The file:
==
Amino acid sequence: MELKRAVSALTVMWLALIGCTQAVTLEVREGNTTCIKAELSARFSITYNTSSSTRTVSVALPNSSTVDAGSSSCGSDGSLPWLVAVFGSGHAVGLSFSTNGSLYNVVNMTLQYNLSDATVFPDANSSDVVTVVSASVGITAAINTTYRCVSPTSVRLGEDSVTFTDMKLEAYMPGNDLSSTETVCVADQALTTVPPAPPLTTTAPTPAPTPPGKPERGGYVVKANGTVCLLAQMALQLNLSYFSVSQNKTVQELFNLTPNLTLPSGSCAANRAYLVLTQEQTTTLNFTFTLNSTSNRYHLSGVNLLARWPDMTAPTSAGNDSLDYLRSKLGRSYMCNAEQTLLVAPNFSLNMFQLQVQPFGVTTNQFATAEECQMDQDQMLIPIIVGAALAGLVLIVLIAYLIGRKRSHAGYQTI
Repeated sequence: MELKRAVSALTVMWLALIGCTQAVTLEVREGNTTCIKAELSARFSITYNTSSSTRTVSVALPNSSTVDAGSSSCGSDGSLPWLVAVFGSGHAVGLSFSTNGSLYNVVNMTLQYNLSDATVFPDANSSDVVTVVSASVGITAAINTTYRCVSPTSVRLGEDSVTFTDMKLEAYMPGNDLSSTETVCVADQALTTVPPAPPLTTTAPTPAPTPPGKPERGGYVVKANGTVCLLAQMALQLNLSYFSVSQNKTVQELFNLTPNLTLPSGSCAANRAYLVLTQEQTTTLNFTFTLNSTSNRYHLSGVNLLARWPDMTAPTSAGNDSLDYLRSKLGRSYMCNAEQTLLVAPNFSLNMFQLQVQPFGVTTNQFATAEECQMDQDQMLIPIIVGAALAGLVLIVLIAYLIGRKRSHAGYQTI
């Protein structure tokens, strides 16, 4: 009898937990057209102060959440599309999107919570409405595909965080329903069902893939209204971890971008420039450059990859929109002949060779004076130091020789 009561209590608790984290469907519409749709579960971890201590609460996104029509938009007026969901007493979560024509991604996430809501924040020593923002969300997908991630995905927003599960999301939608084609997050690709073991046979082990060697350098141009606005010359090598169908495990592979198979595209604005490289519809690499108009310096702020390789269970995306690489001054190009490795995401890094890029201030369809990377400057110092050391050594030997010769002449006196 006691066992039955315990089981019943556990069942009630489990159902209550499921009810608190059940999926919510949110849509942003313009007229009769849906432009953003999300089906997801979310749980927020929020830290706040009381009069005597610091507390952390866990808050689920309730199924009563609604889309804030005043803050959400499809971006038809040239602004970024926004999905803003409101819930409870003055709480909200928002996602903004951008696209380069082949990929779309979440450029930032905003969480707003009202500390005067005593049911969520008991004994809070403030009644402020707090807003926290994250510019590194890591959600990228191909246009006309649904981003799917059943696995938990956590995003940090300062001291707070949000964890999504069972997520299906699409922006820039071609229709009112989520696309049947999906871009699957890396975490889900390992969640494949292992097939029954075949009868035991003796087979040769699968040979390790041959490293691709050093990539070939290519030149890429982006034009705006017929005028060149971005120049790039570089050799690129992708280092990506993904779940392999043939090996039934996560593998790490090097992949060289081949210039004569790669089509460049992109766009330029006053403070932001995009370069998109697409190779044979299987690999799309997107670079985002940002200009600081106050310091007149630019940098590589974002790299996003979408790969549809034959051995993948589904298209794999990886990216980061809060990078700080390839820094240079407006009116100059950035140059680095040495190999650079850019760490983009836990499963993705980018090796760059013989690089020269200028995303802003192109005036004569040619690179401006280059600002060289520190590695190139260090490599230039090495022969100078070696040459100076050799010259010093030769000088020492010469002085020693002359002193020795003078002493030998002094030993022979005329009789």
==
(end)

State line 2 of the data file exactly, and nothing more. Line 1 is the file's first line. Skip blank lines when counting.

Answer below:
Repeated sequence: MELKRAVSALTVMWLALIGCTQAVTLEVREGNTTCIKAELSARFSITYNTSSSTRTVSVALPNSSTVDAGSSSCGSDGSLPWLVAVFGSGHAVGLSFSTNGSLYNVVNMTLQYNLSDATVFPDANSSDVVTVVSASVGITAAINTTYRCVSPTSVRLGEDSVTFTDMKLEAYMPGNDLSSTETVCVADQALTTVPPAPPLTTTAPTPAPTPPGKPERGGYVVKANGTVCLLAQMALQLNLSYFSVSQNKTVQELFNLTPNLTLPSGSCAANRAYLVLTQEQTTTLNFTFTLNSTSNRYHLSGVNLLARWPDMTAPTSAGNDSLDYLRSKLGRSYMCNAEQTLLVAPNFSLNMFQLQVQPFGVTTNQFATAEECQMDQDQMLIPIIVGAALAGLVLIVLIAYLIGRKRSHAGYQTI